(40.) James SJ, Pogribna M, Pogribny IP, Melnyk S, Hine RJ, Gibson JB, et al. Abnormal folate metabolism and mutation in the methylenetetrahydrofolate reductase gene may be maternal risk factors for Down syndrome. Am J Clin Nutr 1999;70:495-501.
(41.) Camp VM, Chisari FV, Faraj BA. Radioenzymatic assay for direct measurement of pyridoxal-5-phosphate. Clin Chem 1983;29:642-4.
(42.) Jacobsen DW, Gatautis VJ, Greene R, Robinson K, Savon SR, Secic M, et al. Rapid HPLC determination of total homocysteine and other thiols in serum and plasma: sex differences and correlation with cobalamin and folate concentrations in healthy subjects. Clin Chem 1994;40:873-81.
(43.) Pastore A, Massoud R, Motti C, Lo R, Fucci G, Cortese C, Federici G. Fully automated assay for total homocysteine, cysteine, cysteinylglycine, glutathione, cysteamine, and 2-mercaptopropionylglycine in plasma and urine. Clin Chem 1998;44:825-32.
(44.) Shivapurkar N, Poirier LA. Tissue levels of S-adenosylhomocysteine in rats fed methyl-deficient amino acid-defined diets for one to five weeks. Carcinogenesis 1983;4:1051-7.
(45.) Loehrer FM, Angst CP, Haefei WE, Jordon PP, Ritz R, Fowler B. Low whole blood S-adenosylmethionine and correlation between 5-methyltetrahydrofolate and homocysteine in coronary heart disease. Arterioscler Thromb Vasc Biol 1996;16:727-33.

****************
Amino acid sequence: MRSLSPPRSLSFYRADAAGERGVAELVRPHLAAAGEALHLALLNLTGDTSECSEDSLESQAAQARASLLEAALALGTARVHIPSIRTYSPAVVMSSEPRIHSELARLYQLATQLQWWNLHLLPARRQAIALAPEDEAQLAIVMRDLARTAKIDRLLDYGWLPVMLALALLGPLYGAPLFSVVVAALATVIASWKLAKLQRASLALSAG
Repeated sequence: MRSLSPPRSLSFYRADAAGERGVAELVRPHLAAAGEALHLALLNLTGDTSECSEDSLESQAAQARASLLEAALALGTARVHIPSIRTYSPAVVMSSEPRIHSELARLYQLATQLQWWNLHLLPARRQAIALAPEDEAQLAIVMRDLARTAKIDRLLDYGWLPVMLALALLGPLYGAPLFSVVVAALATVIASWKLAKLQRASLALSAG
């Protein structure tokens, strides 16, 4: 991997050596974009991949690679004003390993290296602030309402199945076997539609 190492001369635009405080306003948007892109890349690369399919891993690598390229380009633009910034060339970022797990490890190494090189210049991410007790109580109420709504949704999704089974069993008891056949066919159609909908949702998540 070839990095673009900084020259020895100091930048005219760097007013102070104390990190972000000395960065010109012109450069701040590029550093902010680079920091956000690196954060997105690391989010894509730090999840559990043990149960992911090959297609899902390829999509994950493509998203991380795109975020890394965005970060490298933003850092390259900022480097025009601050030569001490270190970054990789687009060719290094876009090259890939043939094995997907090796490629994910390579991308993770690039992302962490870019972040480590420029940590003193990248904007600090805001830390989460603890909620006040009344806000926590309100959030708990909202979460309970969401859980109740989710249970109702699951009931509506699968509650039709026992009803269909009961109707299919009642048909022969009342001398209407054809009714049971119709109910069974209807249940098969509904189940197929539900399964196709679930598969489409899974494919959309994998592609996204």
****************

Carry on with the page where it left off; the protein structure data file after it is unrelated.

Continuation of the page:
(46.) Jacob RA, Gretz DM, Taylor PC, James SJ, Pogribny IP, Miller BJ, et al. Moderate folate depletion increases plasma homocysteine and decreases lymphocyte DNA methylation in postmenopausal women. J Nutr 1998;128:1204-12.
(47.) Cantoni GL. The role of S-adenosylhomocysteine in the biological utilization of S-adenosylmethionine. Prog Clin Biol Res 1985;198: 47-65.
(48.) Wainfan E, Poirier LA. Methyl groups in carcinogenesis: effects on DNA methylation and gene expression. Cancer Res 1992;52: 2071s-7s.
(49.) Chiang PK, Cantoni GL. Perturbation of biochemical transmethylations by 3-deazaadenosine in vivo. Biochem Pharmacol 1979; 28:1897-902.